The US EPA's Terms of Environment defines heavy metals as "Metallic elements with high atomic weights; (e.g. mercury, chromium, cadmium, arsenic, and lead); [that] can damage living things at low concentrations and tend to accumulate in the food chain." The term is a bit confusing as some authorities apply it to metals that are not particularly heavy, and sometimes to elements that are only somewhat metallic. See Heavy Metals: A Meaningless Term? for more on that.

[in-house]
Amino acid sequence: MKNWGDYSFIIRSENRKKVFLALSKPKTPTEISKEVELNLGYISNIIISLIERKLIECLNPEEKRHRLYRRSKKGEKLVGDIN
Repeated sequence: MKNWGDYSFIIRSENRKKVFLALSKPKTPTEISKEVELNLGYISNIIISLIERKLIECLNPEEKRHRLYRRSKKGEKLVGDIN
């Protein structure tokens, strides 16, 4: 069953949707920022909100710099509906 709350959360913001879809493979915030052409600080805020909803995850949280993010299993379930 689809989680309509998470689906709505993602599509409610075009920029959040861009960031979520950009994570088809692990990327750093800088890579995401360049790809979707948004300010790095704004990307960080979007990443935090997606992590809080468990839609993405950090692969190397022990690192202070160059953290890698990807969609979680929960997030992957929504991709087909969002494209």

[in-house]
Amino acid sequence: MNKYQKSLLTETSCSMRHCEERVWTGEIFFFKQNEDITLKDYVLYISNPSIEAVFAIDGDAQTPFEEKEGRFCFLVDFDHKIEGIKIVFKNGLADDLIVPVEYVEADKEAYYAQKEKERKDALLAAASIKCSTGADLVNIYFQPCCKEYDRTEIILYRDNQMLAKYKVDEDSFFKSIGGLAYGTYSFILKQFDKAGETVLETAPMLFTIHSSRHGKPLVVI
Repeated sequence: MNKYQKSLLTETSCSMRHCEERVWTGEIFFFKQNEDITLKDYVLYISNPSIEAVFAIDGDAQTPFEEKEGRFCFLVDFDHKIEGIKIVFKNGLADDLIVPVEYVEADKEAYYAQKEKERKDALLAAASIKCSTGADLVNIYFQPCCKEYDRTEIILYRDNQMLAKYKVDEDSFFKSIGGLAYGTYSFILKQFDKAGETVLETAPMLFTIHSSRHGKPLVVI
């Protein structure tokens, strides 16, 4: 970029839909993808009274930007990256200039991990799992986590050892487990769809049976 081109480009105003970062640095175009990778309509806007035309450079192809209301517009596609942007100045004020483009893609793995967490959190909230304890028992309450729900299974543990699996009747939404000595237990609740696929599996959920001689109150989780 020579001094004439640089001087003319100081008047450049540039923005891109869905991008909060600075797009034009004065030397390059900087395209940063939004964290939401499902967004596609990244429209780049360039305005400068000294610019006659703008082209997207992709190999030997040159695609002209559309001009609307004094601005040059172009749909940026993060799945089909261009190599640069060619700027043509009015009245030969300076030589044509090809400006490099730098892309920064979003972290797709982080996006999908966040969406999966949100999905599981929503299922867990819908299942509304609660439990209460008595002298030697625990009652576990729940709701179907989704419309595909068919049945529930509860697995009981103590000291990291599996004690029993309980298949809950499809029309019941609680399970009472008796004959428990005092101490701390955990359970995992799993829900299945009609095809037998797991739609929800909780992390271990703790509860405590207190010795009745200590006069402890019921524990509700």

In the world of environmental remediation, the term usually refers to one or more of about two dozen elements that may be present at a toxic waste site. Though it is difficult to generalize, there are a half dozen or so metals that often pose the greatest risks at toxic waste sites, and "drive" cleanups at those sites. This may be due to their relatively high toxicity, or it may be because they are often present at high concentrations. My candidates for the top half dozen are:
Other possibilities include:
*a metalloid is an element possessing both metallic and non-metallic properties.